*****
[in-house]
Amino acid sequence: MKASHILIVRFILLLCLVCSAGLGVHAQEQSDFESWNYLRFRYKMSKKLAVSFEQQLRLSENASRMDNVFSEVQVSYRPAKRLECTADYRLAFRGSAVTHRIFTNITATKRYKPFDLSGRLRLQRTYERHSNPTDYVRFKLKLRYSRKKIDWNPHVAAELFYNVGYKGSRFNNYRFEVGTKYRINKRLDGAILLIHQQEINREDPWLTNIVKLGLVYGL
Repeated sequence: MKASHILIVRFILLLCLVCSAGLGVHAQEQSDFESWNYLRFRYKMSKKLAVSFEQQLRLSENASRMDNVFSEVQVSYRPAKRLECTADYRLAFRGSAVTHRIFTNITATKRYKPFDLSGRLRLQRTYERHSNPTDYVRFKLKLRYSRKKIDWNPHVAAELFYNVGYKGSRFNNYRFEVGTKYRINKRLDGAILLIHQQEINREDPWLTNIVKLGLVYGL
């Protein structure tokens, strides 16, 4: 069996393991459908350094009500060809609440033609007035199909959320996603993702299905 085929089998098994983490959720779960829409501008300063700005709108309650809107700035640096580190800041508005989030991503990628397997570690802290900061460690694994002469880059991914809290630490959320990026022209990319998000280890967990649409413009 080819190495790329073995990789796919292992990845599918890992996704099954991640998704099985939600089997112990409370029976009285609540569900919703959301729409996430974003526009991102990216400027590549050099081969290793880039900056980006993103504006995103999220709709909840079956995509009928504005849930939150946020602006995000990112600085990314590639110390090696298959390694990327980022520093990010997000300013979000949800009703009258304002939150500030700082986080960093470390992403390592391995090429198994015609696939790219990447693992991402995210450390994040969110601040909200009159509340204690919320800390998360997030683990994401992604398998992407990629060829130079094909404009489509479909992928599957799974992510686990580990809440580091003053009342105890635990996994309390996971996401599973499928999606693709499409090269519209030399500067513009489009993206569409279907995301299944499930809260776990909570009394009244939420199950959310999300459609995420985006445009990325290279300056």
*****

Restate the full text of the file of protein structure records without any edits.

[in-house]
Amino acid sequence: MKASHILIVRFILLLCLVCSAGLGVHAQEQSDFESWNYLRFRYKMSKKLAVSFEQQLRLSENASRMDNVFSEVQVSYRPAKRLECTADYRLAFRGSAVTHRIFTNITATKRYKPFDLSGRLRLQRTYERHSNPTDYVRFKLKLRYSRKKIDWNPHVAAELFYNVGYKGSRFNNYRFEVGTKYRINKRLDGAILLIHQQEINREDPWLTNIVKLGLVYGL
Repeated sequence: MKASHILIVRFILLLCLVCSAGLGVHAQEQSDFESWNYLRFRYKMSKKLAVSFEQQLRLSENASRMDNVFSEVQVSYRPAKRLECTADYRLAFRGSAVTHRIFTNITATKRYKPFDLSGRLRLQRTYERHSNPTDYVRFKLKLRYSRKKIDWNPHVAAELFYNVGYKGSRFNNYRFEVGTKYRINKRLDGAILLIHQQEINREDPWLTNIVKLGLVYGL
């Protein structure tokens, strides 16, 4: 069996393991459908350094009500060809609440033609007035199909959320996603993702299905 085929089998098994983490959720779960829409501008300063700005709108309650809107700035640096580190800041508005989030991503990628397997570690802290900061460690694994002469880059991914809290630490959320990026022209990319998000280890967990649409413009 080819190495790329073995990789796919292992990845599918890992996704099954991640998704099985939600089997112990409370029976009285609540569900919703959301729409996430974003526009991102990216400027590549050099081969290793880039900056980006993103504006995103999220709709909840079956995509009928504005849930939150946020602006995000990112600085990314590639110390090696298959390694990327980022520093990010997000300013979000949800009703009258304002939150500030700082986080960093470390992403390592391995090429198994015609696939790219990447693992991402995210450390994040969110601040909200009159509340204690919320800390998360997030683990994401992604398998992407990629060829130079094909404009489509479909992928599957799974992510686990580990809440580091003053009342105890635990996994309390996971996401599973499928999606693709499409090269519209030399500067513009489009993206569409279907995301299944499930809260776990909570009394009244939420199950959310999300459609995420985006445009990325290279300056």